Catalan Independence Vote Changes Nothing for Union — EU President Tusk

People wave separatist Catalonian flags at a rally in support of independence in Barcelona Spain

Pro-Independence Rally Takes Place in Barcelona REUTERS Ivan Alvarado

The Spanish government has stripped Catalonia of its autonomy and taken charge of its government.

Puigdemont, accompanied by other members of the Catalan regional government, lawmakers and hundreds of mayors, crowded onto the steps of the parliament building to address thousands of supporters gathering outside, shouting "liberty".

Earlier, Catalonia's most senior police officials had been stripped of their powers.

Could we see the army on the streets of Barcelona?

"Today is the day that many Catalans' long-held desire will be fulfilled, but tomorrow the cruel reality will set in, with the Spanish state armed with its interpretation of Article 155", said Joan Rigol i Roig, former speaker of the Catalan parliament.

The EU has been voicing support for the central government in Madrid since the beginning of the Catalan's call for independence. Others boycotted the vote after the court ruling.

Jonathan Davis, an economist with Jonathan Davis Wealth Management, said: "The reason why Catalonia wants to leave Spain is exactly the reason why in Britain we've voted for Brexit, why the Americans voted for Trump, because the people are fed up with what governments and socialists are doing to us".

Speaking outside the senate, Prime Minister Mariano Rajoy said what happened in Catalonia was "proof" that invoking Article 155 was "necessary".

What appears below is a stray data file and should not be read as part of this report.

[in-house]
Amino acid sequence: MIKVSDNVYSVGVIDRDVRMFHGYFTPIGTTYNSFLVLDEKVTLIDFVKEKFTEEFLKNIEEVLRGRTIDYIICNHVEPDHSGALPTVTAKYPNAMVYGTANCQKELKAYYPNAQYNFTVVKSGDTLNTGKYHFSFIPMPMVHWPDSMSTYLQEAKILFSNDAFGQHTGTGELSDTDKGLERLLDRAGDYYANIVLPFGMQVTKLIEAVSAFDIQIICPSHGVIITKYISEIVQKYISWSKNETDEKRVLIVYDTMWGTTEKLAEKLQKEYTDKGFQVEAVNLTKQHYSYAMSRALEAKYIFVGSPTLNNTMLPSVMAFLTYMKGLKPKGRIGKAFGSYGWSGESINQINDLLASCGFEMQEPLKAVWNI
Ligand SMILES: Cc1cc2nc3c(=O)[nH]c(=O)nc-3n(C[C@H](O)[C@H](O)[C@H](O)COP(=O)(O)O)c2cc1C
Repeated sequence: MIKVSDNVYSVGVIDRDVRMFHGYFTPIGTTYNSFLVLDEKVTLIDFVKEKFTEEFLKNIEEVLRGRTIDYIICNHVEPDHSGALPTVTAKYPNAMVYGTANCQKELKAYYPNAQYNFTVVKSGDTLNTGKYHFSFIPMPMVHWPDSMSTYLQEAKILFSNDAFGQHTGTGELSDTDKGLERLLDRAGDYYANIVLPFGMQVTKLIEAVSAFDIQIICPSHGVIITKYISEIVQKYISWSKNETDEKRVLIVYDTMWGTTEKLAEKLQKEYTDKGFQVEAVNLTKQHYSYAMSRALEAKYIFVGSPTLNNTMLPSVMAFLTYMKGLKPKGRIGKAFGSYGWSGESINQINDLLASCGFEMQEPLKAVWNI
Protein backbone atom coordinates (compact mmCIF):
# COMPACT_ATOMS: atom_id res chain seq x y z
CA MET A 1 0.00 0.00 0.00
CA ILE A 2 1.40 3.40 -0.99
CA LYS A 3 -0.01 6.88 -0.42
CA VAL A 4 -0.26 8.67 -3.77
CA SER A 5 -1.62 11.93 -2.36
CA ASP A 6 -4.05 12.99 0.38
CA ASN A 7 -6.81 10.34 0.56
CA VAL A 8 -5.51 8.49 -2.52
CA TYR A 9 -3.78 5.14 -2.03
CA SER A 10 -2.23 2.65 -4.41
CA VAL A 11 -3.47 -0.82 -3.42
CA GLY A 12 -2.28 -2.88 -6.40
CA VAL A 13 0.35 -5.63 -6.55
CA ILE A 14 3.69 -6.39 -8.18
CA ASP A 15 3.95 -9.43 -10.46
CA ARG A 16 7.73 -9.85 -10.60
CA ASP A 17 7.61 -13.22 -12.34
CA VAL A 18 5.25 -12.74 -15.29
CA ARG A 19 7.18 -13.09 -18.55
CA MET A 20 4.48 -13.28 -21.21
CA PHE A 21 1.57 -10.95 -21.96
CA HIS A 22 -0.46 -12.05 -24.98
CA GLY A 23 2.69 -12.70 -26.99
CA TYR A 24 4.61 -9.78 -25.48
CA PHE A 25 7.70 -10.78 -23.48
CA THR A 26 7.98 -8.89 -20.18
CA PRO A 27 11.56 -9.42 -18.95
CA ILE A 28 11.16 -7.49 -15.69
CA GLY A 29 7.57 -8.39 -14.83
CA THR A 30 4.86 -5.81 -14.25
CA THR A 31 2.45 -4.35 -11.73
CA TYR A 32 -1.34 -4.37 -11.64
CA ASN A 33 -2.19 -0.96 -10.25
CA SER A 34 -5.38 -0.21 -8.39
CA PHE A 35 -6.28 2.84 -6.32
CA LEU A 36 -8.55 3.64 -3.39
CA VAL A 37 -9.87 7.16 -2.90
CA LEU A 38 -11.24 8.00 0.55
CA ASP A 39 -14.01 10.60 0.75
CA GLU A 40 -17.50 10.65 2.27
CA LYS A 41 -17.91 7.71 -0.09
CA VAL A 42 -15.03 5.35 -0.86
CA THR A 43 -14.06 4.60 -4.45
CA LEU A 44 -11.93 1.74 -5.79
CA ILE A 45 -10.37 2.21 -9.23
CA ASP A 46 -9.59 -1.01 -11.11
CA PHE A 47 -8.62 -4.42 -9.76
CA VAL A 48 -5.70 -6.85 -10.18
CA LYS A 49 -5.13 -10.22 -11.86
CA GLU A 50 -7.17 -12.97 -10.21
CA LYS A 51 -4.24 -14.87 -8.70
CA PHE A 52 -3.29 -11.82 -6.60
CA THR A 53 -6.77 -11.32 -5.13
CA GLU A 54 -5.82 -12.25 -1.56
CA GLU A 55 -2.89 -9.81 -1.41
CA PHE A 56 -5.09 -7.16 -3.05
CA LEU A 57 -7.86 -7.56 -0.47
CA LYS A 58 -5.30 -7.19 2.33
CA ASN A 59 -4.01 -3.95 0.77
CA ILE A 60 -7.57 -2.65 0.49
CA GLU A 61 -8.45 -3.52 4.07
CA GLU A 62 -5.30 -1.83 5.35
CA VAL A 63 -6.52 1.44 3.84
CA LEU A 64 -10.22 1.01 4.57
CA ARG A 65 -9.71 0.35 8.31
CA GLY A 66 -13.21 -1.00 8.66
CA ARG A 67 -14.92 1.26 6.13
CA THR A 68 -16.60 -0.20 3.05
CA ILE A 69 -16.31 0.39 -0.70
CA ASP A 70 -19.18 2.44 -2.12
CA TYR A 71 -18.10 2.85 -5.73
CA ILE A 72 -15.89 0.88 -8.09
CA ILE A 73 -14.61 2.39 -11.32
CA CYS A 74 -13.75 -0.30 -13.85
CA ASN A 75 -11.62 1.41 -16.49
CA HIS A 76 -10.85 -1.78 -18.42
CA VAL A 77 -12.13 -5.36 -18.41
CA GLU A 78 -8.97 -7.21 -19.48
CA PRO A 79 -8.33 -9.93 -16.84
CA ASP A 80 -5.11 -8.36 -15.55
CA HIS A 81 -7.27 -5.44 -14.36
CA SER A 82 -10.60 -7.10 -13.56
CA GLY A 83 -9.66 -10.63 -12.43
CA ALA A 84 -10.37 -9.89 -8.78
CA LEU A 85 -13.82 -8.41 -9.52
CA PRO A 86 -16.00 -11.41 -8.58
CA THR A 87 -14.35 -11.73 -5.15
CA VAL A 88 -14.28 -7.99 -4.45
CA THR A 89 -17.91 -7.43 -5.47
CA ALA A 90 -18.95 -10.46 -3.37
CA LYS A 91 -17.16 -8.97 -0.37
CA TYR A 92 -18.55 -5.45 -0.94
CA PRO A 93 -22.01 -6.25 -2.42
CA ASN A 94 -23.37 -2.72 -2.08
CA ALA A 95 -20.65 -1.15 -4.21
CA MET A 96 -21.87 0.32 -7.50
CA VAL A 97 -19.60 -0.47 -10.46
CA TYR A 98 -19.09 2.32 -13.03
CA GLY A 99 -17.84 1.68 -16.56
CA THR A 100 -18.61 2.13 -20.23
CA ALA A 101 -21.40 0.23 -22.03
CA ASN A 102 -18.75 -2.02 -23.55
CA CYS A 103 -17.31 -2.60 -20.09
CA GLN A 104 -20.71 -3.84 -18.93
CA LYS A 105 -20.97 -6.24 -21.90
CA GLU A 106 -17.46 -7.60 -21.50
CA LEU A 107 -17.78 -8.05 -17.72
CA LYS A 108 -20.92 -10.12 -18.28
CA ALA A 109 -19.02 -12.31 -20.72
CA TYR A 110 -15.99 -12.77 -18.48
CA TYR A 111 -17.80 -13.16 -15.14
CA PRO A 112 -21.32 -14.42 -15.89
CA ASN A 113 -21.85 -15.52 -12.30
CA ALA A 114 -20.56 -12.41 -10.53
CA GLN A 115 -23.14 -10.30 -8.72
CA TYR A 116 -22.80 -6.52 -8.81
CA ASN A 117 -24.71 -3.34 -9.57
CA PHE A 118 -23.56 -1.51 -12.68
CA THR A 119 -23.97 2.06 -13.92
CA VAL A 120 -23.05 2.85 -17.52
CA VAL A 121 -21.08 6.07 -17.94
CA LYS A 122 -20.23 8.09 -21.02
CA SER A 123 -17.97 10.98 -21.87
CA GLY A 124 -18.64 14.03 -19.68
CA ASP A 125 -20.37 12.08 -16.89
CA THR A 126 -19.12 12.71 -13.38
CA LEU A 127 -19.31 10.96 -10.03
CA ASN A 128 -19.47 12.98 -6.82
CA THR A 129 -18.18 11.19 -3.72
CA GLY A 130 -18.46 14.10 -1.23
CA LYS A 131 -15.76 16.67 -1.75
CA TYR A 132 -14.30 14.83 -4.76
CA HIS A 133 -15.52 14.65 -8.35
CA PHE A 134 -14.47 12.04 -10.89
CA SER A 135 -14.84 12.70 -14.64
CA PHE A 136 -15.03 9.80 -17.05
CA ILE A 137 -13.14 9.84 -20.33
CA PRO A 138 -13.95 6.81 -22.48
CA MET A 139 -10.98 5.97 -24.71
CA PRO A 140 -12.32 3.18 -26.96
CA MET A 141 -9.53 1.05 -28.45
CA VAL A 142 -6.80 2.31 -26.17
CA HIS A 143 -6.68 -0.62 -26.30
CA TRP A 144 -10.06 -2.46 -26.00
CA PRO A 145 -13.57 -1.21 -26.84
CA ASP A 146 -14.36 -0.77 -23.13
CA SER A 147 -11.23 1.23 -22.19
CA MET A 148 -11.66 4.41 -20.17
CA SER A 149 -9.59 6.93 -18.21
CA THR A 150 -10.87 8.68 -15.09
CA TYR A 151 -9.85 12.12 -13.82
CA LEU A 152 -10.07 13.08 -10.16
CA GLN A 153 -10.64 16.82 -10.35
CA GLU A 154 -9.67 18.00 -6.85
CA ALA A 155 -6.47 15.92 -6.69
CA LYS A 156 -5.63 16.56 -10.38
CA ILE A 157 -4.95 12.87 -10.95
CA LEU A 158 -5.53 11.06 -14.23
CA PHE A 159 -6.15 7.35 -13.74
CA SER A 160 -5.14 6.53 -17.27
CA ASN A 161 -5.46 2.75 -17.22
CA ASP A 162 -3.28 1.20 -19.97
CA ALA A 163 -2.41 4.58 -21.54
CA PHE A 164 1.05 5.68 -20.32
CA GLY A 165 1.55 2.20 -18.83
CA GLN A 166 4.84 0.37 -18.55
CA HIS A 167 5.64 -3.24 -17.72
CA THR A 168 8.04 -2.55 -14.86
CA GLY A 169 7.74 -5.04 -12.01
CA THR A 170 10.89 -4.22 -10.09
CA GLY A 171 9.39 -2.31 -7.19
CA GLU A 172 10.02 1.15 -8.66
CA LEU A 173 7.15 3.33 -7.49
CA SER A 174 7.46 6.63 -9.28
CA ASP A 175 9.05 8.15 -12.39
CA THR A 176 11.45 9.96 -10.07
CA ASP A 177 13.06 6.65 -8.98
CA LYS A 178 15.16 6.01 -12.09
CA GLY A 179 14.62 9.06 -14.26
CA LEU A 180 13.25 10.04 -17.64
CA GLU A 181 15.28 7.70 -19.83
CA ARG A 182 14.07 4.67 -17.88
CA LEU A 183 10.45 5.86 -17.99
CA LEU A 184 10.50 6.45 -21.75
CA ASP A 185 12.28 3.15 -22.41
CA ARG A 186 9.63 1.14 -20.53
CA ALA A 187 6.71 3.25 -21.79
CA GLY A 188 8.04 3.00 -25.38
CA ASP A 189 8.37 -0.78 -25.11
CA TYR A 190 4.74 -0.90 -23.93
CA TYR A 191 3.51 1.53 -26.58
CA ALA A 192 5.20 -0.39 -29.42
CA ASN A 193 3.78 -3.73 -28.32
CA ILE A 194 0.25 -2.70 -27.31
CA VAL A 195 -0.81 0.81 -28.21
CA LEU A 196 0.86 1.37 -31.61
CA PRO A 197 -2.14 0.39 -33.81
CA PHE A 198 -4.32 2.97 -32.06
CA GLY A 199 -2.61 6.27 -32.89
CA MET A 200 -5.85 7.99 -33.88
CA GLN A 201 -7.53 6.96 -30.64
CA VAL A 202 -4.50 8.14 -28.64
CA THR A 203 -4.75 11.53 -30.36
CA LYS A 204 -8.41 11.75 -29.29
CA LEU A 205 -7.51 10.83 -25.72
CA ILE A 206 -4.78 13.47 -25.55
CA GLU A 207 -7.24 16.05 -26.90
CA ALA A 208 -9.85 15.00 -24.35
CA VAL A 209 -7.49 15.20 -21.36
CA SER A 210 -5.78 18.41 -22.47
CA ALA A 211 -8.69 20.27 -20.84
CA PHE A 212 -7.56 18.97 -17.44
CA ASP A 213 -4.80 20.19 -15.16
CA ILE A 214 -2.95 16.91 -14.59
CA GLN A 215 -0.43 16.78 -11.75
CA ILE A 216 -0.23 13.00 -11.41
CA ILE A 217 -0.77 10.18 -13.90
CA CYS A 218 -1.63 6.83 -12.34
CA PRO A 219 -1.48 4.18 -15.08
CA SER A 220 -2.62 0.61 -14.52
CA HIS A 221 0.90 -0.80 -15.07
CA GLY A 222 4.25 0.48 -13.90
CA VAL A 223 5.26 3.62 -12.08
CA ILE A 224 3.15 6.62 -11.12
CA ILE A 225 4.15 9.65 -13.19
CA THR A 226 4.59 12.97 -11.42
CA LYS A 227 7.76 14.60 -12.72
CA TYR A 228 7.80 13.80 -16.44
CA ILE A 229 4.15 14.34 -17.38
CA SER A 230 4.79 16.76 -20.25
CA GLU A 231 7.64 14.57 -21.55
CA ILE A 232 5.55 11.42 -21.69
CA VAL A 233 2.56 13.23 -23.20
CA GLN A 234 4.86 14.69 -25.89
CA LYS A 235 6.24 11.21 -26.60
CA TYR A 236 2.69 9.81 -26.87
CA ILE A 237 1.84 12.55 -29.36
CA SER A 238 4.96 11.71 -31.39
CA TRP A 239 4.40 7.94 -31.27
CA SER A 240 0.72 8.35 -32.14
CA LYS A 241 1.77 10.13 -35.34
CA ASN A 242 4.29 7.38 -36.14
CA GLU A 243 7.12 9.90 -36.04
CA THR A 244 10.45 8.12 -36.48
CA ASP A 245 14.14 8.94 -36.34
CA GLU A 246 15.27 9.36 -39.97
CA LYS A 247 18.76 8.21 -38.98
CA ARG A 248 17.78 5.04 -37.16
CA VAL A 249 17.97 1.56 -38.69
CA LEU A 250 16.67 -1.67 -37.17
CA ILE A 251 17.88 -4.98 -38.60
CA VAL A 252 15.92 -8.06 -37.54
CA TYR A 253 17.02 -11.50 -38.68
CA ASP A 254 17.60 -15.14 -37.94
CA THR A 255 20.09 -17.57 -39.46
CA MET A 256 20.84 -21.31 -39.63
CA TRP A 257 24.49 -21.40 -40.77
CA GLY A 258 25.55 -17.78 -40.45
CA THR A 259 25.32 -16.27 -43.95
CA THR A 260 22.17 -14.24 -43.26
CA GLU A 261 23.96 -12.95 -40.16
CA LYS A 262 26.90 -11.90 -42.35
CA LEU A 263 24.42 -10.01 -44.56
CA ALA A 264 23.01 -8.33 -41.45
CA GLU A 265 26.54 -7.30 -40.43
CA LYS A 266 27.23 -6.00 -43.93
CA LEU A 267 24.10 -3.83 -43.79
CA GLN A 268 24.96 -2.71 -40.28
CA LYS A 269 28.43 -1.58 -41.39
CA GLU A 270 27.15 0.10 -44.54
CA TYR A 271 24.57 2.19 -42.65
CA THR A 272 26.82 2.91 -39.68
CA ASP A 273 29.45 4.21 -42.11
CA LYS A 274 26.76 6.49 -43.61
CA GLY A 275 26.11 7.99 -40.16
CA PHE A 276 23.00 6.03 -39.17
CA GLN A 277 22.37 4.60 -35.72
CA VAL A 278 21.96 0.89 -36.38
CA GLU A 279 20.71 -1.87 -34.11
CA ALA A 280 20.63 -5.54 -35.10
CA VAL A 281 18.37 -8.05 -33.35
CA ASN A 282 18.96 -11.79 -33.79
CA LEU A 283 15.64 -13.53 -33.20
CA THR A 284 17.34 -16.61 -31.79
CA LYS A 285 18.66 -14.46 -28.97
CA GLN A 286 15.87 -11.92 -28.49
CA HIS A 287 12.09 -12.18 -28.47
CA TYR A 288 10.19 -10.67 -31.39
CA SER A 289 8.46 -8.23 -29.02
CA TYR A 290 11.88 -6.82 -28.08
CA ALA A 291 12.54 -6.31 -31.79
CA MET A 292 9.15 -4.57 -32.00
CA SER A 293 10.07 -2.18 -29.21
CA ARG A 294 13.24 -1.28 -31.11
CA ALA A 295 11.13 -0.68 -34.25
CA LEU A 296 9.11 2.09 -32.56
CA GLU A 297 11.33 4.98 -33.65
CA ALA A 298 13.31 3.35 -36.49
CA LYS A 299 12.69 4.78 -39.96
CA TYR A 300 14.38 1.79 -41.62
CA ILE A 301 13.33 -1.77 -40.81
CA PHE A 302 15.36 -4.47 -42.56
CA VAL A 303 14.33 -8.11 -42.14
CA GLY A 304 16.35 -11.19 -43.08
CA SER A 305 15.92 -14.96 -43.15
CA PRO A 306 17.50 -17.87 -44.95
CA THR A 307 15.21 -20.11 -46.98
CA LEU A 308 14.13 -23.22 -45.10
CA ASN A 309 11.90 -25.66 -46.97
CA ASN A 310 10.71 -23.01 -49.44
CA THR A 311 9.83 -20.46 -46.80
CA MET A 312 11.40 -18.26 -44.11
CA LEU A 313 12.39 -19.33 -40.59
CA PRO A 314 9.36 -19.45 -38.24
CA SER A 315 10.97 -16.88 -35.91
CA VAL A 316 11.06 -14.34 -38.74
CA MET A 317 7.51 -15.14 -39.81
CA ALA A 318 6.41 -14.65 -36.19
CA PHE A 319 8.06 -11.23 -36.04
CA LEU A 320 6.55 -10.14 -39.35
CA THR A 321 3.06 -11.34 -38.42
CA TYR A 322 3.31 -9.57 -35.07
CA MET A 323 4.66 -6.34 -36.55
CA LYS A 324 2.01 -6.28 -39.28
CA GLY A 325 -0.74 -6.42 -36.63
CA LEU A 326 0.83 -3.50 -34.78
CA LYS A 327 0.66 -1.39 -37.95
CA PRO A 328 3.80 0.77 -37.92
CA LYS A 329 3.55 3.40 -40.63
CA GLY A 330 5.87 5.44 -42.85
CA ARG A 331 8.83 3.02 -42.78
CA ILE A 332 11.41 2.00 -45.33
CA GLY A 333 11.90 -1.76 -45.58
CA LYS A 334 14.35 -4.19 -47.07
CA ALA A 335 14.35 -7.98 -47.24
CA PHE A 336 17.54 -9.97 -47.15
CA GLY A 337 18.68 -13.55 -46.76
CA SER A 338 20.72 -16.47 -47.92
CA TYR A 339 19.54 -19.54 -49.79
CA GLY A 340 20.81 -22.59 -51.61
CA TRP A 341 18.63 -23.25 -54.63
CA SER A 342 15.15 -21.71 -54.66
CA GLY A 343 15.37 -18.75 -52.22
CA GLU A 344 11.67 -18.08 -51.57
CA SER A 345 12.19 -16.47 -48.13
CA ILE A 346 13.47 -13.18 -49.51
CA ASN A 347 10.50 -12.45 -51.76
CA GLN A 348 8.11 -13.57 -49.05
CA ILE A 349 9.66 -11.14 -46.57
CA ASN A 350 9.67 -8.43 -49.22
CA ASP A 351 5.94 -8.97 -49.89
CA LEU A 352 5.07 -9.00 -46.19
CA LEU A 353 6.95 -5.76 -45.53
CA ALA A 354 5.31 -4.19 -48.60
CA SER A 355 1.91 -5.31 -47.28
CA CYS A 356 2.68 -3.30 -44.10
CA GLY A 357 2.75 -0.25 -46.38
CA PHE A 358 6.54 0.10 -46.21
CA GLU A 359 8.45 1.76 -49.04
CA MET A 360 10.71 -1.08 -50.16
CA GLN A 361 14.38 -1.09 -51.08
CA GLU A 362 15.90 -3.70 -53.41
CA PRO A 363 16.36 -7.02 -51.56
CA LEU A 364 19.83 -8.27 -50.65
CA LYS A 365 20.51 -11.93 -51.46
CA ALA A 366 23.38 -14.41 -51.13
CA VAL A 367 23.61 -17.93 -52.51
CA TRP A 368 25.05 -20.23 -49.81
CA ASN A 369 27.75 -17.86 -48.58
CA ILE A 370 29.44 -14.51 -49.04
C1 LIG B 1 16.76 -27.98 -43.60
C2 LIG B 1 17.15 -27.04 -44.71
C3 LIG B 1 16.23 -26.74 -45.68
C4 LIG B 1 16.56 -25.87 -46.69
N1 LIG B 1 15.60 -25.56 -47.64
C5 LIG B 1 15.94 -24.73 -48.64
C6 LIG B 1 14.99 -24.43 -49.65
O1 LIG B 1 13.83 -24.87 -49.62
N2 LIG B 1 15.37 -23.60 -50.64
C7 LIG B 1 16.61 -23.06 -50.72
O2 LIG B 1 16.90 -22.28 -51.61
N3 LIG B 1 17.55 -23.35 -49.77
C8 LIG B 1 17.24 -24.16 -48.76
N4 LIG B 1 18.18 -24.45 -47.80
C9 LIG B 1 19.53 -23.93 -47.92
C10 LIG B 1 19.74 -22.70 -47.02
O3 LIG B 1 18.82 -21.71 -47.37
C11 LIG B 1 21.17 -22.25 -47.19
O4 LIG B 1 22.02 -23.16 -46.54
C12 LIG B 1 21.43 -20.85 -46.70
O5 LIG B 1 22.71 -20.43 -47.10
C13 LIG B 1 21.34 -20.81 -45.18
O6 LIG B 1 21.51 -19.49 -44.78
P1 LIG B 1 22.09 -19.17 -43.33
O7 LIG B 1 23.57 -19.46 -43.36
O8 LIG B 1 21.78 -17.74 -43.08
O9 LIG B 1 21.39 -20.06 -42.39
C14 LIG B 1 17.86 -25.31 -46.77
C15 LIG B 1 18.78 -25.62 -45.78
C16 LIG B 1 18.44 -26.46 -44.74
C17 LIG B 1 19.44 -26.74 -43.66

Around 12,000 people gathered there shortly after the legislature's decision, according to local authorities.

The prime minister also said that the Catalan police chief would be fired.

Regional elections are scheduled for 21 December.

Who makes the next move? "The legitimate representatives have followed the people's mandate".

The same crowds that cheered each Yes vote from Catalan MPs reportedly booed Mr Rajoy as he made his announcement.

Despite the declaration of independence, the Catalan president and his cabinet may find themselves out of a job by Saturday morning.

The European Union Council President Donald Tusk, who has supported Madrid's approach to the crisis, said on Twitter he hoped "the Spanish government favors force of argument, not argument of force".

How did we get here?

The United Nations spokesperson urged all sides "to seek solutions with in the framework of the Spanish constitution and through established political and legal channels".

Germany does not recognise Catalonia's unilateral declaration of independence, a government spokesman said on Friday, calling for dialogue between the two sides.

Catalonia represents a fifth of Spain's gross domestic product.

"The sovereignty and territorial integrity of Spain are and always will be inviolable", he added. Catalan society is also deeply divided over the issue.

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